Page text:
Meet Saiya – Honoring A Cousin’s Memory

Megan Morrey Stories

Saiya, now 11 years old, has just a few memories of her older cousin, Siona. She remembers being 3 and seeing the tubes and patches taped to her 6-year-old cousin’s chest, and playing with each other in Siona’s hospital room. She remembers asking her mom why Siona didn’t have any hair, and her mom explaining that the medicine to treat her leukemia made her hair fall out. Her last memory of Siona was a sweet one – she gave Saiya one of her favorite stuffed animals before passing away months later.

Leena, Saiya’s mom, asked Saiya if she wanted to do something special in honor of her cousin and donate her hair to make wigs for other kids who lost their hair to cancer. Since then, Saiya has donated her hair twice and helped tell Siona’s story in the children’s book “Today’s The Day!” which features two friends who stick by each other through cancer and bullying.

We asked a Saiya a few questions about donating her hair and how she has helped carry on Siona’s legacy.

What inspired you to want to grow out your hair and donate it to kids fighting cancer?

When Siona passed away, my mom talked to me about the bad news and asked me if I wanted to do something really special in her honor. She asked me if I would like to grow my hair out and donate it to a place that makes wigs for those who have also lost their hair because they were sick. I know that I cannot give it to my cousin Siona anymore, but I can maybe help another little girl or boy feel happy. I’m really happy that I did it. I feel bad for those kids who have lost their hair and are getting made fun of at school. They already have a hard time with their sickness, and so having some hair might make them feel more like themselves again.

How did you feel while you were growing out your hair? How did you feel when you went to get your haircut to have it donated?

To be honest, I had mixed feelings. I was sad, happy, nervous, scared and excited all at the same time. I was happy to do something for others, but I also knew that I was going to miss my long hair. In the end, I love my new haircut, and I know someone else will hopefully love my “hair”!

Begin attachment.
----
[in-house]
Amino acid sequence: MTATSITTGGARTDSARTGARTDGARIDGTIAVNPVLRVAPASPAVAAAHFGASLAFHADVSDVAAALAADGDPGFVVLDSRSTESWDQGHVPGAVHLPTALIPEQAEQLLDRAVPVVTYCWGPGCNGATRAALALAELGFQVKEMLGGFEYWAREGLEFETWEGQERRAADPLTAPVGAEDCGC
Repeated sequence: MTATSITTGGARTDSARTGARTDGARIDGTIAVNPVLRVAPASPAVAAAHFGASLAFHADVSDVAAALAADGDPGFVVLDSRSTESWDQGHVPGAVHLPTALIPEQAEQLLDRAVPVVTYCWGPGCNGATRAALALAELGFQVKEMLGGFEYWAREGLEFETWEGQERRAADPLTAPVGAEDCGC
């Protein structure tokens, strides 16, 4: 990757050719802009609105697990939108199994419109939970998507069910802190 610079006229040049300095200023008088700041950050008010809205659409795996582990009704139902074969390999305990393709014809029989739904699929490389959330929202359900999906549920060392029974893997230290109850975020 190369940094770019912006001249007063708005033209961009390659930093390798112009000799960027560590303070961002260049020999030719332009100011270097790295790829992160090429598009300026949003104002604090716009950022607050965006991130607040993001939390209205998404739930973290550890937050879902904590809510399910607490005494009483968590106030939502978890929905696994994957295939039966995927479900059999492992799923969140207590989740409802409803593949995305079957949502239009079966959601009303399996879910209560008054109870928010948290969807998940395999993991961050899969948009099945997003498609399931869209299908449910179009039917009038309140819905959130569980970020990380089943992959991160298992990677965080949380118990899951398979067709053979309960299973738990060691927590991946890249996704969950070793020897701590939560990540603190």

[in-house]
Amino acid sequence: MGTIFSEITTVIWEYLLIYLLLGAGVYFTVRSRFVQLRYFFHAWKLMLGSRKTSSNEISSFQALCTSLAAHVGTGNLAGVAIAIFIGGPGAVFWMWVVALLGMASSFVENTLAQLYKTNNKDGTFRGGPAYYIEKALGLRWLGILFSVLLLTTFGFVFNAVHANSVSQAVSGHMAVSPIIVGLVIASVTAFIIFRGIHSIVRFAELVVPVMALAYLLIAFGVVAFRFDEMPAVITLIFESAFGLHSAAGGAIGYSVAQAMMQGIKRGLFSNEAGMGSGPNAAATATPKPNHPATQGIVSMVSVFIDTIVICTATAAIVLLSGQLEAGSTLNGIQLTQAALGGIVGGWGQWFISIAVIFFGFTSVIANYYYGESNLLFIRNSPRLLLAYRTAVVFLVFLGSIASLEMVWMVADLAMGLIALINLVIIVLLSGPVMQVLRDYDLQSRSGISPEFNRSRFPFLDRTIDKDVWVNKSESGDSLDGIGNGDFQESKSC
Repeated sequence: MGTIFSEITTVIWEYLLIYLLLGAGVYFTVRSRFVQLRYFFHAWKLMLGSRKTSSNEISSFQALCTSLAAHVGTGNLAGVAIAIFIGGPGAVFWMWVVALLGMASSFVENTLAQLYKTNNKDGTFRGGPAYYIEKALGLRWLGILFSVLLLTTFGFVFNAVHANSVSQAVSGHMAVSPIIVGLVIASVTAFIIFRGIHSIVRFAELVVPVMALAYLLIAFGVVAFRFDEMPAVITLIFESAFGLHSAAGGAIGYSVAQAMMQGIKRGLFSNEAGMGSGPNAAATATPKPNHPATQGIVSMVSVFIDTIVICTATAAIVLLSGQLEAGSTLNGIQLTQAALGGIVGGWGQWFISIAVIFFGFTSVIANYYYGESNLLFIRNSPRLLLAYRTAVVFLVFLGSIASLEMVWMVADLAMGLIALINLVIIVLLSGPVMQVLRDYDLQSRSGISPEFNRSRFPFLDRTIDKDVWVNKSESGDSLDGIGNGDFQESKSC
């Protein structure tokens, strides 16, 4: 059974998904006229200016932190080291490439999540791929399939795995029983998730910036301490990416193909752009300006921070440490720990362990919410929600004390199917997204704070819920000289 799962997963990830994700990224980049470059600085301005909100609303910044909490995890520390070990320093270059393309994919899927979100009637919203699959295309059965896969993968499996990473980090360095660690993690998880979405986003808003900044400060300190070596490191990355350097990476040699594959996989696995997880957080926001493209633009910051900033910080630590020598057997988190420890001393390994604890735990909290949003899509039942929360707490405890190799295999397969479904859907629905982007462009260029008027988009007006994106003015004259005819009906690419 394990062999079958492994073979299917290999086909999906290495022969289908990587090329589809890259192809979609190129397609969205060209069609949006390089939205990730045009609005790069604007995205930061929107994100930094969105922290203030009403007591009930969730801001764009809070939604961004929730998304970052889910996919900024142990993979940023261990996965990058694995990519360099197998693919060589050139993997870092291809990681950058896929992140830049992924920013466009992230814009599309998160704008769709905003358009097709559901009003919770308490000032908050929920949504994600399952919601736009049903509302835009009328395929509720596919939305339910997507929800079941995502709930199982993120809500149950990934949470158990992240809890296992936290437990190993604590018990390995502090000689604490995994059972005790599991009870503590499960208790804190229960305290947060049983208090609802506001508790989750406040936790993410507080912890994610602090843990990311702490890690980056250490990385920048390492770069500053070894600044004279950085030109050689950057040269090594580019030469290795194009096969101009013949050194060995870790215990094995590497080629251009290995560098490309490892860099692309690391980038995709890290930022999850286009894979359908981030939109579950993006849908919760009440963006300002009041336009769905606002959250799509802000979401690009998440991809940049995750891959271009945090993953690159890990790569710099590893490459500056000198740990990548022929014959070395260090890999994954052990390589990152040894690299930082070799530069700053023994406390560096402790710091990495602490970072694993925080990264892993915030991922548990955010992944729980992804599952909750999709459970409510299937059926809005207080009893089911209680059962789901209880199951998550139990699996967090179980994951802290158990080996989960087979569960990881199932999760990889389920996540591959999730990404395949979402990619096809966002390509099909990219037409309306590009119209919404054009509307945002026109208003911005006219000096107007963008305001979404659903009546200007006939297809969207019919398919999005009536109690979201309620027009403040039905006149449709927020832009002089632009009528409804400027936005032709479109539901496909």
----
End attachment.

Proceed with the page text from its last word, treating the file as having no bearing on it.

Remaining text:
Today’s The Day is based in part on Siona’s experience with cancer. What’s something you remember most about Siona?

I didn’t get a chance to spend that much time with her because she got sick when she was 4 years old. She fought cancer for two years, and I know that she was very brave. She had a list of 12 life lessons that she followed and shared with others:

  1. Live with a smile.
  2. Never give up and always try your best.
  3. Be kind and accepting of people.
  4. Don’t complain about things that aren’t fair.
  5. Be happy with small things in life, such as hot cocoa or going to lunch with Daddy, Mommy or Mr. Lampy (Siona’s nickname for her brother, Sohil).
  6. Be positive and laugh out loud.
  7. It’s ok to fly into the sky as long as you have lived with a purpose.
  8. Always be kind to spiders, because they too have a mommy and daddy.
  9. Always be truthful and tell it like it is.
  10. Always enjoy moments – big or small.
  11. Be “just the way you are.”
  12. Make a difference in people’s lives.

What is your favorite part of “Today’s the Day?”

I love how Siona’s friend, Juliet, is so loyal and supportive. She is an upstander (someone who speaks out in support of someone being bullied) by making sure that Siona was not made fun of when she returned to school. Juliet showed compassion and was very patient with Siona.

What part of the book do you think Siona would like the most?

I think Siona would have liked the same part because she was an upstander herself. The whole book beautifully displayed all of Siona’s life lessons! She would love Juliet’s “I heart spiders” shirt, the purple bandana (her favorite color), and all of the butterflies throughout the book!

What advice do you have for another kid who wants to help people around them but doesn’t know where to start?

Take your sad energy and turn it into something positive. Find a buddy who will do it with you – that will make it more fun, too! Also, think about how you would like to be treated if you were in another person’s situation.

You can find “Today’s The Day” on Amazon – 100 percent of the proceeds from this book go to Children’s Cancer Research Fund to help fund lifesaving cancer research!

Don’t forget to read about Juliet, the other star of the book in our Q&A: Meet Juliet from “Today’s The Day!”

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